I got the piece I wanted to post today up to around 1300 words, with 2/3rds of the outline left to fill, and realized I wouldn’t be able to finish it in time.That’s okay, though, because I just finished a piece of music; so now I can take the good ol’ musical coward’s way out once more.

While I’d wanted to do vocal tracks this year, I’m finding that more challenging than anticipated. I wrote the lyrics, I wrote the melody, and then when it came time to actually record some singing I hit a wall. I have a very hard time speaking into microphones, to the point where it’s kind of a phobia, and while I was hoping that this would be something I could just kind of power through in the moment it’s clear that I’ll have to go for a more circumspect approach. Towards that end, and for other reasons, I’m going to try to get into game streaming, particularly my playthrough of Dark Souls 3. I’ll be doing test streams this week: I’ve already tested my video and it’s working decently as long my internet connection holds (it gets a bit finicky), but I’ll need to get my audio set up, something I’ve been kind of dragging my heels on (for some reason). Once I get things set up in a way I’m comfortable with, I’ll start announcing streams on twitter. In the meanwhile I suppose I’ll be doing more instrumental tracks.

I’ve also been working on getting a new site set up. This is kind of a tricky decision, though, since as much as I’d like to get a more proper and permanent set up through which to promote the game and my work, I already have a fair number of followers on here, and am concerned that they won’t make the jump to a new site. Alternately, I could double down on this version of the site, put together some proper front pages, tidy everything up and make it look nicer and more professional, and then pay to have wordpress remove their part of the domain name and remove all the ads. That might be a better solution, but probably wouldn’t result in as nice a site and might cost me some fine control. I haven’t decided, but probably by end of month I’ll get a proper domain set up, on one service or another.

Anyway, sorry there’s no piece this week, but next week’s will probably be a doozy. By my standards anyway, since I tend to usually keep things pretty short.



I’ve been thinking. Not on purpose, it just happens. I’ve been thinking about where I’m going, with my work, with this blog, as a person, as an artist, as a symbol representing an artist or person in the mind of someone else. I’ve been thinking about self-promotion, and how it doesn’t come naturally to me but also I’ve been avoiding doing it because before I promote myself I have to understand what part of myself I want to promote and find worth promoting, about how maybe a lot of my “just do your own thing” beliefs stem from a fear of looking too closely at who I am and what I actually have to offer– or, perhaps, want to offer.

I have a tendency to follow the path of least resistance. Most people do, I think, it’s just that people encounter many kinds of resistance so even when water always flows downhill the direction of the hill changes for everyone. I’ve been confused in a bunch of slight ways about what this site is and what it’s about. First and foremost, I consider myself a game designer. Actually, I consider myself a wannabe game designer, and perhaps I always will no matter how much game designing I actually do, but as best as I can observe I have a relatively strong understanding of what works and doesn’t work in game design and why. Discussing these aspects of game creation, especially in the context of a specific game or set of games, is very similar to what critics and reviewers do, but I don’t consider myself a critic or reviewer. While I deeply admire the work that a lot of critics put into dissecting and understanding the medium, I think what they pursue with their writing and what I pursue with mine is slightly different: Understanding vs improvement, the generalities of mechanics and specifics of narrative vs the specifics of mechanics and generalities of narrative. I don’t mean to speak too broadly here, and depending on how each subject is approached they can become very similar explorations, but thinking about design of an experience is, in general, a bit different than critiquing that experience as a whole.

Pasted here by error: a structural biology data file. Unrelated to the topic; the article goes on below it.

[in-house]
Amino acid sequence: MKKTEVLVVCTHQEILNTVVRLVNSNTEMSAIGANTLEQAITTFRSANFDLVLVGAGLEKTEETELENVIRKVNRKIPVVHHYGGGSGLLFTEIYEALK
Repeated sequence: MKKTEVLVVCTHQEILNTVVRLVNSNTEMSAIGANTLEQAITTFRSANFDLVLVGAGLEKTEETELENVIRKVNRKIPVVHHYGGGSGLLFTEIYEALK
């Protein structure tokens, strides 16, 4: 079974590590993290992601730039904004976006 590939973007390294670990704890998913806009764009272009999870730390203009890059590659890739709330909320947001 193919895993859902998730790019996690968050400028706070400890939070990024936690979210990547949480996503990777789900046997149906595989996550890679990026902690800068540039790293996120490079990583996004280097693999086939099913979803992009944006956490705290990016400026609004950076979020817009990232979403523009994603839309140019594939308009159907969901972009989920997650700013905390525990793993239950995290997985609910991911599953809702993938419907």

Though, it ought be noted, not as different as many people believe either. The design of the game encompasses the whole experience. Narrative vs design is a made-up conflict. But let’s table that for now.

Here’s what I’m getting at: I want to refocus my work here. I want to go back to having regular writing deadlines, even though that can be very difficult, and I want to stick primarily to thoughts on design and the experience associated with it, both as creator and as audience. I will probably still dip occasionally into other realms of systemic thinking or whatever else catches my fancy, but I will regard these as auxiliary to my writing’s intent. Assigning myself games to write about will probably continue, but I’ll just write about them when I’m done with them and write other pieces in between, rather than waiting weeks to complete them and posting when I’m finished. New posts should go up at noon on Saturday, new devblogs will go up noon Sunday. There. Simple.